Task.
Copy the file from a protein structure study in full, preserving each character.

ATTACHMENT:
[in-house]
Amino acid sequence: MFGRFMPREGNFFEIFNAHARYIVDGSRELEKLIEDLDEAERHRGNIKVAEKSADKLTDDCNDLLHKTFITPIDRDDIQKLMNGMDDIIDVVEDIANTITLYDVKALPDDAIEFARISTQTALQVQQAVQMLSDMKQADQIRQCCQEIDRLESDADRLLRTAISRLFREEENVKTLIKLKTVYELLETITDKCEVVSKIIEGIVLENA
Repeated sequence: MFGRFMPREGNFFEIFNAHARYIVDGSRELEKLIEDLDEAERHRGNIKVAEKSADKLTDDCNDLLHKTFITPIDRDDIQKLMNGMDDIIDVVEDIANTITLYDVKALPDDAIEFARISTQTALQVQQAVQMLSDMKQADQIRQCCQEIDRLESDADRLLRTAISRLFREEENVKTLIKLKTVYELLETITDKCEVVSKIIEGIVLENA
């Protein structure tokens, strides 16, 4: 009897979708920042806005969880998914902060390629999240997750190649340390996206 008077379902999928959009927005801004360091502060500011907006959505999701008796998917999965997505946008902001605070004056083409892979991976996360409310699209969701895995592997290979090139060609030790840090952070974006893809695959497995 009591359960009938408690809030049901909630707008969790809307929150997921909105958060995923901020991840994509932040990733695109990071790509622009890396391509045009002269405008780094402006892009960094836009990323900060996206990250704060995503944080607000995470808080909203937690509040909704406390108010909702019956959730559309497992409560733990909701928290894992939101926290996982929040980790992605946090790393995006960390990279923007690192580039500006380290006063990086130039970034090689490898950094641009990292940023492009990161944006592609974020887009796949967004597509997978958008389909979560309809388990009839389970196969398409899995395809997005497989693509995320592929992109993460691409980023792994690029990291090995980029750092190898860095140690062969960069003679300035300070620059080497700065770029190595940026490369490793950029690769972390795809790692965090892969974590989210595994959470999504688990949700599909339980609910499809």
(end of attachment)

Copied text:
[in-house]
Amino acid sequence: MFGRFMPREGNFFEIFNAHARYIVDGSRELEKLIEDLDEAERHRGNIKVAEKSADKLTDDCNDLLHKTFITPIDRDDIQKLMNGMDDIIDVVEDIANTITLYDVKALPDDAIEFARISTQTALQVQQAVQMLSDMKQADQIRQCCQEIDRLESDADRLLRTAISRLFREEENVKTLIKLKTVYELLETITDKCEVVSKIIEGIVLENA
Repeated sequence: MFGRFMPREGNFFEIFNAHARYIVDGSRELEKLIEDLDEAERHRGNIKVAEKSADKLTDDCNDLLHKTFITPIDRDDIQKLMNGMDDIIDVVEDIANTITLYDVKALPDDAIEFARISTQTALQVQQAVQMLSDMKQADQIRQCCQEIDRLESDADRLLRTAISRLFREEENVKTLIKLKTVYELLETITDKCEVVSKIIEGIVLENA
């Protein structure tokens, strides 16, 4: 009897979708920042806005969880998914902060390629999240997750190649340390996206 008077379902999928959009927005801004360091502060500011907006959505999701008796998917999965997505946008902001605070004056083409892979991976996360409310699209969701895995592997290979090139060609030790840090952070974006893809695959497995 009591359960009938408690809030049901909630707008969790809307929150997921909105958060995923901020991840994509932040990733695109990071790509622009890396391509045009002269405008780094402006892009960094836009990323900060996206990250704060995503944080607000995470808080909203937690509040909704406390108010909702019956959730559309497992409560733990909701928290894992939101926290996982929040980790992605946090790393995006960390990279923007690192580039500006380290006063990086130039970034090689490898950094641009990292940023492009990161944006592609974020887009796949967004597509997978958008389909979560309809388990009839389970196969398409899995395809997005497989693509995320592929992109993460691409980023792994690029990291090995980029750092190898860095140690062969960069003679300035300070620059080497700065770029190595940026490369490793950029690769972390795809790692965090892969974590989210595994959470999504688990949700599909339980609910499809």